Every athlete must clear their own set of obstacles every now and then. They may pay a high price physically or mentally for doing what they must do in order to clear those hurdles between them and their opportunity to do what they love, but the payoff proves worth the peril, no matter how taxing.

For the UFC, this holds especially true in regards to the promotion’s journey back to Boston’s TD Garden, site of Saturday’s UFC Fight Night 26. The event hosts a light heavyweight showdown between former UFC light heavyweight champion Mauricio “Shogun” Rua and former two-division UFC title contender Chael Sonnen, as well a heavyweight co-headliner between Alistair Overeem and Travis Browne. These four joined UFC President Dana White on a teleconference to promote the event, and everyone stood attentively as they absorbed each competitors’ road to the Octagon.

The co-main event tells a tale of two fighters on rather compelling and vastly different paths. While Overeem looks to reclaim his status as one of the world’s true premier heavyweights, Browne still looks to prove himself as an elite heavyweight in the making. With the edge in experience inside the cage, as well as in kickboxing, Overeem aims to return to form on fight night. However, Browne feels that he will see familiar things against Overeem, especially in the realm of experience, because Overeem does not mark the first opponent to hold more experience than “Hapa” coming into a bout.

“On paper, it makes sense, but I’ve been fighting guys that have three times as much experience as I do my entire career,” Browne said. “I’ve had to come up the hard way, and that’s something I’ve dealt with since day one. We’ll see on Saturday, but unless he throws something at me I’ve never seen before, I’m not sure experience will be the x-factor for this fight.”

Overeem will not expect anything too unfamiliar out of Browne, either. While Browne rebounded from his own loss to Antonio “Bigfoot” Silva by beating Gabriel Gonzaga, Overeem’s momentum took a hit in the way he lost to Silva, and an injury prevented him from a planned UFC 160 bout with Junior dos Santos. Reclaiming that momentum means focusing on Browne now and worrying about other challengers later.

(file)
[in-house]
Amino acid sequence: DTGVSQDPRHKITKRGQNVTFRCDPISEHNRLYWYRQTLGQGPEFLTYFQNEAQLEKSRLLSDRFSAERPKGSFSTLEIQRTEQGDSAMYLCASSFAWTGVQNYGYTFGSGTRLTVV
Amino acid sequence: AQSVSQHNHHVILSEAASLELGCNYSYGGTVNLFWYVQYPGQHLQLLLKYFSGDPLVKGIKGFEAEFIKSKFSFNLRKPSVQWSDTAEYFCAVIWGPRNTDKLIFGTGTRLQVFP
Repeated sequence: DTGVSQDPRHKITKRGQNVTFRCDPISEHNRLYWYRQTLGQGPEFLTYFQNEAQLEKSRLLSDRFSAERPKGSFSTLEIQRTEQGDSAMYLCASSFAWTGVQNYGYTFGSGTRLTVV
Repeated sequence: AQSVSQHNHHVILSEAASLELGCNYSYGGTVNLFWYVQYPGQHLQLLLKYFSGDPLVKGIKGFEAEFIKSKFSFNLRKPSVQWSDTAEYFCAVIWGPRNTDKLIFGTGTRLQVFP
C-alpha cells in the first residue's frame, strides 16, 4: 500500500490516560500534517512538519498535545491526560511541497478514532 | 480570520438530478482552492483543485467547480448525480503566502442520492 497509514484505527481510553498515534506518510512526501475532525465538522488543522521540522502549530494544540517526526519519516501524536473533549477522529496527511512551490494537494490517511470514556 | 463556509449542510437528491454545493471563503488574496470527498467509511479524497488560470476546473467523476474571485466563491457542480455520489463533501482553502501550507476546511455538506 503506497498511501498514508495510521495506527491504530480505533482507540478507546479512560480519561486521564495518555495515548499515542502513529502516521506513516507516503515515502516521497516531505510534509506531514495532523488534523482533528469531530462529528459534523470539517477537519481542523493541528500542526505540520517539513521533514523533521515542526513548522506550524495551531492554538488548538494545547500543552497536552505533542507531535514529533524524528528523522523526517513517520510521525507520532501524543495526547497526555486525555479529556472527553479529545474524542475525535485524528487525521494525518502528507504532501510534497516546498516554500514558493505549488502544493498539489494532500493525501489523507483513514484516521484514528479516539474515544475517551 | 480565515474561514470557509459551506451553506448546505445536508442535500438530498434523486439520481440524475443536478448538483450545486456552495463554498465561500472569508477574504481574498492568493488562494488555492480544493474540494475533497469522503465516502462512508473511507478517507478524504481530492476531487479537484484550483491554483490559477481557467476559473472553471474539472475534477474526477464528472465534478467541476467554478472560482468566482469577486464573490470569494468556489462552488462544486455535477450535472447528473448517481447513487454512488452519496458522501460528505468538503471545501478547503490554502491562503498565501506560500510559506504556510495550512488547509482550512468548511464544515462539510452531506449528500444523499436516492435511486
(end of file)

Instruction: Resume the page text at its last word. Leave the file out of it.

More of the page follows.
“I’m just really focused on Travis Browne,” Overeem said, “I’m coming off an injury and getting back on track. I made a lot of changes at camp and evolved in the process. I put 100 percent into my preparation. It’s up to the gentlemen of the UFC to decide.”

A tumultuous 2012 filled with failed drug tests, appeals and other strange happenings now falls behind Overeem, who looks to move past those events and press forward. In the same manner, the two headliners of the card, Sonnen and Rua, look to do the same after respective losses in the division. Sonnen may often appear one interview away from getting introduced as colorfully as a prime “Superstar” Billy Graham once introduced himself to the pro wrestling world, but his participation in Saturday’s headliner fell into a temporary state of jeopardy. Unite Here, known better as “the Culinary Union” to many in the MMA world, filed a number of complaints suggesting a ban on minors attending the event, as well as arguing that the Massachusetts State Athletic Commission should deny Sonnen a license due to his 2011 conviction on money laundering. The conviction, which also led to the cancellation of a planned bout with Yoshihiro Akiyama, did not hinder Sonnen’s goal of getting licensed, nor did it really bother him, but it did linger in his mind.

“They confused me more than upset me,” Sonnen said. “I got a call the day of a hearing scheduled by the commission. I didn’t know about it, I had no time to prepare. I called in to answer questions. I was only there for less than a minute. It could have bothered me if I knew about it for longer.”